Is this Oakland startup an Etsy for home-cooked food?
on March 22, 2016
At a sunny kitchen in North Berkeley, Uli Elser has spent the afternoon cooking his family’s German pretzel recipes. His front door is open. For two hours that evening, neighbors will come to his house to pick up their orders: pretzel brats, salted caramel pretzels, pretzels with Asiago cheese. A sign outside reads, “Uli’s Pretzel Palooza, via Josephine.”
Josephine is an Oakland-based food startup that launched in late 2014. It works as a platform for home cooks to make money selling their edible products to their communities. Josephine connects hungry patrons to these cooks through its website, listing the people offering home-cooked meals for pickup almost nightly in Oakland, Berkeley, Alameda, Emeryville and—very recently—San Francisco. Cooks like Elser participate by listing on Josephine’s website a menu of what they plan to make, and when people can stop by their homes to pick up the food.
“I see some people in their 50s and 60s just wanting to try something different; I see younger people coming home from work; some people have their kids pick up,” said Elser, describing who typically comes to pick up his food. “Sometimes it’s couples that work full-time. So it kind of varies.”
While Josephine is a tech startup new to the East Bay, co-founder Charley Wang said that its missions—labor justice, food justice and tech equity—are contrary to those often found in the startup scene. Its purpose is to serve as a marketplace for community members to make money from cooking, something they’re doing already to feed their families.
“The proposition that you can cook on your own terms, have creative license over what you cook, have direct one-to-one relationships with who buys your food and make money off what you’re cooking, is overwhelming,” said Wang—and he means this in a good way.
Anyone can become a Josephine cook, but you must pass a taste test and kitchen inspection performed by Josephine’s staff, to ensure the product is sellable and the area in which it’s created is safe and clean.
Wang cringes when people say his food startup is like “an Uber for food.” Uber is a taxi service that hires drivers that use their own cars to pick up customers who request rides via a mobile app. The multi-billion dollar company has gotten flack for not providing its employees full benefits, advertising that its employees earn more than is realistic after paying for their cars and insurances, and disregarding local taxi-service guidelines in the cities in which it operates. (In 2015, East Bay taxi drivers filed a class action suit against the company alleging unfair competition in violation of the state’s business codes.) Uber’s announcement that it’s soon opening up shop in downtown Oakland was not entirely well-received by longtime Oakland residents.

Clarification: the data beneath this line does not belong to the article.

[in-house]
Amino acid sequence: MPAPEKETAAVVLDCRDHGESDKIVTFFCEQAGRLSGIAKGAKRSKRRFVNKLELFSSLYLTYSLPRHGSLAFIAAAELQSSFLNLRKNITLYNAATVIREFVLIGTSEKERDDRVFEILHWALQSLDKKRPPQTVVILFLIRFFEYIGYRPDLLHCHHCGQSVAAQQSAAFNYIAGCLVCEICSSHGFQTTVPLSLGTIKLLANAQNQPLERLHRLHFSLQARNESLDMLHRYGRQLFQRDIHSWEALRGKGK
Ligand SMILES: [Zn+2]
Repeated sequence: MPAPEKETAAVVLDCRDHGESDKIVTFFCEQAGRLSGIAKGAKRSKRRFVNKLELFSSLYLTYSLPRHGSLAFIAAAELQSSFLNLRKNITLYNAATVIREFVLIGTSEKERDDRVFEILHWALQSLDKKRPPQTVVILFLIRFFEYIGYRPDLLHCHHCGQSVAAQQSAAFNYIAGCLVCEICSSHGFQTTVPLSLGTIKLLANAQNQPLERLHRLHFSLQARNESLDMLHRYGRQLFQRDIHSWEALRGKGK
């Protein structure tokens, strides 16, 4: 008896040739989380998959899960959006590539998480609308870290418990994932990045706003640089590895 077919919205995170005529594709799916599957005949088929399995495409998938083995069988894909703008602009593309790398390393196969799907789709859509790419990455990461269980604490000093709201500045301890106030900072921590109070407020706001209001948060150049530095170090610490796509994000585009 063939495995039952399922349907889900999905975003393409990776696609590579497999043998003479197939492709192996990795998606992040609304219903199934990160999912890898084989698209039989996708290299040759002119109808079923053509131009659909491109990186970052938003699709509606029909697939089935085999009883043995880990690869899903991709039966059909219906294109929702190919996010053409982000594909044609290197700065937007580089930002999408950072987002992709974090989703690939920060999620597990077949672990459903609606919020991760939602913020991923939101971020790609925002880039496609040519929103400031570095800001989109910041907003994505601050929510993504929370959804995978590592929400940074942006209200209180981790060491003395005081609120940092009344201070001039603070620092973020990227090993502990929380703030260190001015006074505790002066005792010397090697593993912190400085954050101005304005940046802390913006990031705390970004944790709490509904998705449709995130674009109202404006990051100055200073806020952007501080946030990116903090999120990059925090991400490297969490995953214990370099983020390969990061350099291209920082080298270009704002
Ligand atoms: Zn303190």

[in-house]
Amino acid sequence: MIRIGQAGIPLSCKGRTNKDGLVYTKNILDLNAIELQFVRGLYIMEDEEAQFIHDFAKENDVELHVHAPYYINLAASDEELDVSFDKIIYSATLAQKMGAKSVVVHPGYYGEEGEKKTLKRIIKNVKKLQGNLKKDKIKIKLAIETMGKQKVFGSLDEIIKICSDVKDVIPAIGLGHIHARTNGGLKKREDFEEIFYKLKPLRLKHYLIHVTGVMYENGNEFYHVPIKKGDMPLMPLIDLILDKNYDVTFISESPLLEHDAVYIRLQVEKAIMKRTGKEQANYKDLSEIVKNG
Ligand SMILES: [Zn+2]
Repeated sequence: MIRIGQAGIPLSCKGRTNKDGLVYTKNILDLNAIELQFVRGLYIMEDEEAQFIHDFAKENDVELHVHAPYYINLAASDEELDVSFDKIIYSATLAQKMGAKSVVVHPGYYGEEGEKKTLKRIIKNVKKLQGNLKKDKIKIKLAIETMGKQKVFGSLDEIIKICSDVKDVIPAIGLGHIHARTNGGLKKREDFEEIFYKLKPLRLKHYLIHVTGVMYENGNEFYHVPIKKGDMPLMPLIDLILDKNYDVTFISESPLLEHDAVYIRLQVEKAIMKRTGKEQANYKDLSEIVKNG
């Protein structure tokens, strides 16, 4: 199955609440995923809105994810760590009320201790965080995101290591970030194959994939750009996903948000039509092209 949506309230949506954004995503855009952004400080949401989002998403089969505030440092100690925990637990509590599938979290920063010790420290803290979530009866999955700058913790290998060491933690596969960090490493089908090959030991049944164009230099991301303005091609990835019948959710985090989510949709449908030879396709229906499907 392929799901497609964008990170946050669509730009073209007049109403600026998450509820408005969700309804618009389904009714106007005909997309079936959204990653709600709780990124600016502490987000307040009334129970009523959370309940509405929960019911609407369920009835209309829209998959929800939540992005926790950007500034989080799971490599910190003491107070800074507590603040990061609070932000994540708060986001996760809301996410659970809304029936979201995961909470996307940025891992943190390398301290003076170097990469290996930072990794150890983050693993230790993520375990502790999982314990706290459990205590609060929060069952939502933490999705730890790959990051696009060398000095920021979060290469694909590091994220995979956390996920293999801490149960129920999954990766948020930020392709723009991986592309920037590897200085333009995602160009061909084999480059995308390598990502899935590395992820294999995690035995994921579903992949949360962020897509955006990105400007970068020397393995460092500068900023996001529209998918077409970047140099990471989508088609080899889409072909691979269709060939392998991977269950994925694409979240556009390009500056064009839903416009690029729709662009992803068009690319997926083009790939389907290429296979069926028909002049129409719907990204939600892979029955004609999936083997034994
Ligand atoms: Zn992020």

“I get it,” Wang said, referring to the comparison with Uber. But he said there’s a difference between Josephine and big tech companies like Uber, Lyft and Postmates, a courier delivery service, which he said are labor marketplaces. “The biggest difference between those companies and ours are who we see our customers as,” he said. “If you see the person taking the ride, or getting the delivery, as your customer, you’re going to serve that customer first and foremost,” meaning employees come second.
Wang said the desire to offer the cheapest ride or cheapest delivery to customers will come at employees’ expense. “The end goal isn’t to have the driver make as much money as possible. Eventually you’ll make less and less overtime, and eventually be replaced by the best option, ultimately driverless cars,” he said.
Wang credited this week’s closure of SpoonRocket, a Berkeley-based food delivery service offering discounted food items from restaurants, on an eagerness to cut costs. (On its website, SpoonRocket company representatives wrote that the closure was due to “intense competition from competitors like Sprig and an ever tightening funding environment.”)
Wang said the way Josephine works is more like Etsy and Kickstarter, companies that view art creators or entrepreneurs as their customers. Etsy is a site helping independent artists and makers sell their products worldwide; Kickstarter similarly helps independent entrepreneurs raise money for their projects. Through Josephine, local cooks are connected to a market to sell what they make. They are treated as freelancers: Josephine takes care of the sales online as people place orders on their site, the company takes a small percentage of the sales price, said Elser, and pays the rest to the cook. Cooks list how many servings they’ll make each night to regulate purchasing; then people place their orders and show up to the cook’s home to pick up their meal.
Josephine is named after the mother of one of Wang’s friends. After he and co-founder Tal Safran moved to Los Angeles for their day jobs at the time, she cooked for them and nurtured them. “She mothered us; she fed us and she scolded us. She gave us footing for finding a way in a new city,” Wang said. It was under Josephine’s roof that Wang and Safran met and began a conversation about leaving their jobs to create a company based on the value of home-cooked meals as a means of comfort and connection among people.